Years after Joseph Priestley’s discovery of oxygen, he happened to stumble across photosynthesis. His mice didn’t survive when placed in an airtight chamber for a few hours, but he found that by adding a plant to the chamber, the mice survived much longer than he expected! Priestley learned three things from this experiment: 1. plants produce oxygen as a byproduct of photosynthesis; 2. the oxygen mixes into the air; and 3. the mouse inhales oxygen to survive. But in space, gases don’t mix the same way they do on Earth. On Earth, gravity-driven convection allows the molecules in the air to mix due to their relative heat or density. For example, heated gases rise and cooled gases fall. Denser gases move downward, and less-dense gases float upward. However, in microgravity environments like on the International Space Station, there is no “up” or “down”, so there is no gravity-driven convection. This means that an unmoving astronaut will develop a “bubble” of carbon dioxide around their head, and after a few minutes they’d need fresh air to breathe. To make up for the lack of gravity-driven convention we apply forced convection by mixing the air with fans, delivering fresh air to the astronauts. We do this for plants too, preventing that “bubble” of oxygen from developing around their leaves. Plants need carbon dioxide for photosynthesis, so if we allowed a “bubble” of oxygen to accumulate, the plants wouldn’t be able to photosynthesize, grow, or develop. This convection challenge is something that NASA scientists and engineers must keep in mind when they’re designing plant growth chambers for spaceflight. They must include enough fans in the growth chamber to mix the air for plants to grow.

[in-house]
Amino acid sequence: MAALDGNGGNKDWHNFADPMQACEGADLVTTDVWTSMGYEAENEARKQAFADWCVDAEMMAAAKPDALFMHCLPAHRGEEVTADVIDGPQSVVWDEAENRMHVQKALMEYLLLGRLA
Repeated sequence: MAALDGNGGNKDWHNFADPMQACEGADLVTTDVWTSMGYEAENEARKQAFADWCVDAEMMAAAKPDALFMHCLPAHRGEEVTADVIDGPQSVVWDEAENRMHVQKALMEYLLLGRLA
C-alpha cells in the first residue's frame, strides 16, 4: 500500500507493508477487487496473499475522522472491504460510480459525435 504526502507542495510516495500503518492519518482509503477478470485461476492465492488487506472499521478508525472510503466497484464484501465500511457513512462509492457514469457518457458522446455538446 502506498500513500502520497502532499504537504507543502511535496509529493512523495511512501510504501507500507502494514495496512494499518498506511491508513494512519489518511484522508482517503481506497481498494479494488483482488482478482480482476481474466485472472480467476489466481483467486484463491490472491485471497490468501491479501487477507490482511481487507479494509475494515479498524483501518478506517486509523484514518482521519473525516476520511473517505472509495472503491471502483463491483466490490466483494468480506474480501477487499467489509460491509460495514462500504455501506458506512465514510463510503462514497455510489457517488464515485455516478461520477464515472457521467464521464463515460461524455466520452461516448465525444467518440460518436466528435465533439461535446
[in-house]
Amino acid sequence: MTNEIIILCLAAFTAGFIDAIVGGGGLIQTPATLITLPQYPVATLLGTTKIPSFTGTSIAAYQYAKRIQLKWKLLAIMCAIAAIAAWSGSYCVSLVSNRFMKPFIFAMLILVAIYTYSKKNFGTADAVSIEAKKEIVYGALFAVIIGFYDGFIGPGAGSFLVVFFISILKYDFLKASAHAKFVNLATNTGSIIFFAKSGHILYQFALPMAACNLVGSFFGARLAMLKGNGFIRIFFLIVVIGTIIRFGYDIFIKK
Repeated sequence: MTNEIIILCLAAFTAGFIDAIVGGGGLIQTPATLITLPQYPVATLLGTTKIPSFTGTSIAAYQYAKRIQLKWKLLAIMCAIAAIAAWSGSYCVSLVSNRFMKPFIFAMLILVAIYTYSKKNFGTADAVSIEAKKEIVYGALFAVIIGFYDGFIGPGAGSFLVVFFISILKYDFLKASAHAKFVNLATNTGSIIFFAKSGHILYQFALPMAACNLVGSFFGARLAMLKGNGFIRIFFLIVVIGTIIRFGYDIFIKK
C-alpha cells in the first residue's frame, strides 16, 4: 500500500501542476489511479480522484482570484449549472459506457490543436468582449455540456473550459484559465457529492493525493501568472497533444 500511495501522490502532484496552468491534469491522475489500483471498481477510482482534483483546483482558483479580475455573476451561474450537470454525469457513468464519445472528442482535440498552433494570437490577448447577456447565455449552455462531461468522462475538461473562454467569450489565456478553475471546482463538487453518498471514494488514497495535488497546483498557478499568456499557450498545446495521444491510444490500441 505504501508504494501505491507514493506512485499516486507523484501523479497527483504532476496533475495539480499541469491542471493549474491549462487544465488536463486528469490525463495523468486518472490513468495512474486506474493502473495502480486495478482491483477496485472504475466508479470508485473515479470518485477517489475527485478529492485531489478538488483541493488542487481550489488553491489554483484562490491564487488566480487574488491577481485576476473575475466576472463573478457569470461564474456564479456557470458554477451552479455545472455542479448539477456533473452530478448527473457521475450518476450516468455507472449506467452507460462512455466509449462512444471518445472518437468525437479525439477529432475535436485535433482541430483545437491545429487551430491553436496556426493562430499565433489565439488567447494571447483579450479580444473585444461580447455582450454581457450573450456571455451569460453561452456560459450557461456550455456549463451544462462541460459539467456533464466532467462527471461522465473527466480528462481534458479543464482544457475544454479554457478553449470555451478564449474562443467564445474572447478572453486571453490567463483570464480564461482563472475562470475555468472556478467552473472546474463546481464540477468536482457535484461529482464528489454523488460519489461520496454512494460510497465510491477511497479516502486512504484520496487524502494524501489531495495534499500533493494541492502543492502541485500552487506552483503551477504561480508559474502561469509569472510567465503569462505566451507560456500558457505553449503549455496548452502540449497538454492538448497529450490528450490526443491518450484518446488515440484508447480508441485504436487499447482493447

Although we find this topic fascinating, we’re glad we don’t have to worry about our gardens on Earth getting enough fresh air to grow!

Astrobotany is still a relatively young field of science. In the past few decades astrobotanists have discovered some problems with ethylene, VOCs, and gas movement in space, and we’ve found ways to solve them with air filters and fans. However, we must remember that we’ll keep discovering new challenges as we move forward through the solar system. We study air composition in plant growth chambers to make sure we’re prepared to send plants on long duration missions to Mars and beyond.